There will be a festival practically every and any week you are here.
The first weekend of each April is the French Quarter Festival. It highlights local musicians with 23 separate stages playing every type of music from jazz, funk, R&B, blues, folk, gospel, classical, brass band, Latin, cabaret, Cajun, and Zydeco. It is the largest free music festival in the South. Last year’s drew 760,000.
The New Orleans Jazz and Heritage Festival is one of the city’s most renown events each year. It is always held the last weekend in April and first weekend in May. It usually draws 500,000 + people annually.
My first Jazz Fest, when I came as a visitor and not yet resident, I saw Lenny Kravitz, Lyle Lovett, and John Hiatt all on the same day. And they were not the best thing I experienced that day. It’s all the local musicians non-New Orleanians often don’t know whom are most jaw dropping.
This year, the headliners are Stevie Wonder, Maroon 5, Tom Petty, Widespread Panic, Dave Matthews, Earth Wind & Fire, Snoop Dogg, Buddy Guy, and Patti LaBelle. Bruce Springsteen, who comes most years and delivers three hour sets, is taking this year off. If you come, it will be Little Freddie King, Meschiya Lake, Rockin Dopsie, Sunpie Barnes, or Big Chief Bo Dollis you will most be talking about when you leave.
There’s also food tents at Jazz Fest where you can get your crawfish, fried oysters, jambalaya, red beans & rice, but the two considered Must Have food items each year are the Cochon de Lait Po-Boy and the Mango Freeze.
When you visit New Orleans, NOLA Tricentennial Tours and we will make your experiences memorable ones. Any of our scripted tours can be customized to include current parades or festivals. We are always willing to create completely customized tours.
CITY THAT CARE FORGOT REMEMBERS - MOMENTS IN NEW ORLEANS’ HISTORY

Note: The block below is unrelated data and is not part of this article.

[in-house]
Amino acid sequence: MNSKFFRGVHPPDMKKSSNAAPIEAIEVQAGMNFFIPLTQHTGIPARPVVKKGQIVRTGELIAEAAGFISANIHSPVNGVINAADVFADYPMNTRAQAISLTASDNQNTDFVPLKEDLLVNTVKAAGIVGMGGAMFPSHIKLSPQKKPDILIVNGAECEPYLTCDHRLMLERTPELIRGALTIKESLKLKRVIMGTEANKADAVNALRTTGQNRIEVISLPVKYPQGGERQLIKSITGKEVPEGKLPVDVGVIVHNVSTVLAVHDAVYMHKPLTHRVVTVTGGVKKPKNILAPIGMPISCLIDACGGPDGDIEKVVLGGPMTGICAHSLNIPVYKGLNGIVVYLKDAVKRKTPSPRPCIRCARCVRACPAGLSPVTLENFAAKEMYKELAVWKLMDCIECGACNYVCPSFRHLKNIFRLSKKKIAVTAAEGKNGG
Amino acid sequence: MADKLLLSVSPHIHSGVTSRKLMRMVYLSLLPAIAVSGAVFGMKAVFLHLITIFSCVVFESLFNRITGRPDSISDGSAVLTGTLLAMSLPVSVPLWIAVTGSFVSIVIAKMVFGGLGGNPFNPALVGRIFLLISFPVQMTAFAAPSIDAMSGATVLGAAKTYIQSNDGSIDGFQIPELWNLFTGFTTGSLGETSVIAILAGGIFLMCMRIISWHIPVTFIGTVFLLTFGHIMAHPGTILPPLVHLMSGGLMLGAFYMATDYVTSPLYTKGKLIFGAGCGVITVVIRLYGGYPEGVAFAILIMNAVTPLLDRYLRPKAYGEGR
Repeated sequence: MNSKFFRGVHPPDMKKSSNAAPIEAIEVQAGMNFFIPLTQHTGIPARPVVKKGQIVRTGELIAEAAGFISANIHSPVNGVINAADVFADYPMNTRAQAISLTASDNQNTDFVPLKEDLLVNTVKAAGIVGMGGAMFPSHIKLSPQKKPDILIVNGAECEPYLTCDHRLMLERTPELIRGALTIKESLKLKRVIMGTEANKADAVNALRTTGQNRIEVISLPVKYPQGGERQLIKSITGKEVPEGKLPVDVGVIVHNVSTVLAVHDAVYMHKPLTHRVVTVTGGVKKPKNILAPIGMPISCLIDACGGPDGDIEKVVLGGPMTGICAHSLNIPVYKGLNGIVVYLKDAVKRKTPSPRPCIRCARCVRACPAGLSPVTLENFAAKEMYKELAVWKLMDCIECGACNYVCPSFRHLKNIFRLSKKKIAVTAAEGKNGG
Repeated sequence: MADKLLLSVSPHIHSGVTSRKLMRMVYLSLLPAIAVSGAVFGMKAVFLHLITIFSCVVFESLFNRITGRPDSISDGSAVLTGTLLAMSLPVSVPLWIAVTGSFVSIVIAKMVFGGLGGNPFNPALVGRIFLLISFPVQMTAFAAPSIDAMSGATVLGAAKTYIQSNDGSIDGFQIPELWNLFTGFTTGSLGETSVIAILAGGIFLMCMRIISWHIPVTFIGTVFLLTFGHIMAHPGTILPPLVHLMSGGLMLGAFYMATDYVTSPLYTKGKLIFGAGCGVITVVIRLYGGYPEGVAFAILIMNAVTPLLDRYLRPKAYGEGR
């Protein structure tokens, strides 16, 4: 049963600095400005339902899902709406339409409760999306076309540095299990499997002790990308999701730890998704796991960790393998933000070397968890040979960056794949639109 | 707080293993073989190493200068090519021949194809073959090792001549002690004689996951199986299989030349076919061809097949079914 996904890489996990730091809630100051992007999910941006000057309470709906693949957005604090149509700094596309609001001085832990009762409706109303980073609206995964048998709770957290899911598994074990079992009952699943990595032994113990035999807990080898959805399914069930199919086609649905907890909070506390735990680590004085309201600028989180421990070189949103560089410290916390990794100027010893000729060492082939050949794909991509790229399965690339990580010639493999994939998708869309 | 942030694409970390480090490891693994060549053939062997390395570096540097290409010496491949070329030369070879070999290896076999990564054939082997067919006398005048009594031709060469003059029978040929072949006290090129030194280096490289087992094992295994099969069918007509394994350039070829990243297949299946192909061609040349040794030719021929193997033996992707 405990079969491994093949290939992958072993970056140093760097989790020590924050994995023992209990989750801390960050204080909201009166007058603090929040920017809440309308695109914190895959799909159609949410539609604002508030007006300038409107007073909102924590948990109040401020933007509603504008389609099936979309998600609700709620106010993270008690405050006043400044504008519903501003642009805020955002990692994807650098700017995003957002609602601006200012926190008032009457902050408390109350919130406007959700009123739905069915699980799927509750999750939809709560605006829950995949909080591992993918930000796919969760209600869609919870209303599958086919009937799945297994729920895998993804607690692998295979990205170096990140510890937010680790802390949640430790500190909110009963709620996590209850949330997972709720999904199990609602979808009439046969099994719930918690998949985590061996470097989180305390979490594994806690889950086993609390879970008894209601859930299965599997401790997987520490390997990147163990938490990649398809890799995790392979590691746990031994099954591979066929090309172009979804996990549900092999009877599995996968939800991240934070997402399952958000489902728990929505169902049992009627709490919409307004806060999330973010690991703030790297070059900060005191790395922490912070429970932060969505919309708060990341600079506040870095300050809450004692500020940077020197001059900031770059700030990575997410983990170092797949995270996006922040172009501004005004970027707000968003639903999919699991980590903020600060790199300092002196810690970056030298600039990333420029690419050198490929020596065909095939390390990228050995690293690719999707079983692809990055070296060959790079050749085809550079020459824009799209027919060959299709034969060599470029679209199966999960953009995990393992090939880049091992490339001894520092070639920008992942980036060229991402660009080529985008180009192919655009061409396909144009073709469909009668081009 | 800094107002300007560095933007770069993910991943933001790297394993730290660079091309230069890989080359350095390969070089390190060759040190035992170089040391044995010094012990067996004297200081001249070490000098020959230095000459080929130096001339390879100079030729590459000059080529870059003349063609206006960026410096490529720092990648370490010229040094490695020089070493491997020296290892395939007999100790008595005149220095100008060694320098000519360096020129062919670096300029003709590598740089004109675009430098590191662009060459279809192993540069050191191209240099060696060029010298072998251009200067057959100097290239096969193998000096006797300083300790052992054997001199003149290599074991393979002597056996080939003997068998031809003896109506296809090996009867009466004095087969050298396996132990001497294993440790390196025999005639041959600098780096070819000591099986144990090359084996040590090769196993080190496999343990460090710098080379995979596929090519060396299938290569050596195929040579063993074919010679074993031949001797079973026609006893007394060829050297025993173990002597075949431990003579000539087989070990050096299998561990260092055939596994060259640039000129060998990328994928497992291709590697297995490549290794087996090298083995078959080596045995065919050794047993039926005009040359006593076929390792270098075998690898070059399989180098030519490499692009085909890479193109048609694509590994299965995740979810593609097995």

With our 300th anniversary upon us, each new blog will highlight important or improbable dates
May 1, 1862 - The day Yankee general, Benjamin “Spoons” Butler, marched into New Orleans with 5,000 troops to occupy the city for the duration of the Civil War. New Orleans was taken without a shot being fired. Think of us like Paris in World War II. When “the enemy” showed up, each city basically said, “Just don’t break anything.” While saving New Orleans from a fate like Atlanta, the occupying general is called “Spoons” because when he left, he took most of our silverware.
May 1, 1883 - William F. Cody (Buffalo Bill) had his first Wild West Show. His traveling show didn’t make it to New Orleans until December 12, 1884 and was an economic disaster because of heavy rains and a resulting quagmire. One day only 9 people attended. But seeing the performing Plains Indians had a huge and lasting impact of New Orleans African Americans and led directly to the creation of New Orleans Mardi Gras Indian culture, their beautiful costumes modeled after Plains Indians combined with West African beading.
May 12, 1984 - Another financial flop, the World’s Fair was a short-term failure, but long term completely reinvigorated the Warehouse District which now houses many of New Orleans best restaurants, museums, large hotels, and convention center.
May 22, 1799 - Silvain became the first live opera performed in our French & Spanish opera loving city. Years later, in 1851 international opera superstar, Jenny Lind, aka The Swedish Nightingale, came to New Orleans and quickly sold out all performances. For all the fans who couldn’t attend, she gave free performances from her 2nd floor balcony while staying at the Pontalba Apartments. Seizing an opportunity, Lady Pontalba had an eBay like auction, selling all the apartment’s furniture on which the popular singer might have sat and all the carpets on which she might have walked.
May 31, 1985 - New Orleans Saints were bought by Tom Benson from John Mecom for just over $70 million. After the initial 17 losing seasons, two years after Benson’s acquisition, the Saints hosted their first play-off game. All ten play-off appearances and their lone Super Bowl win happened under Benson’s ownership.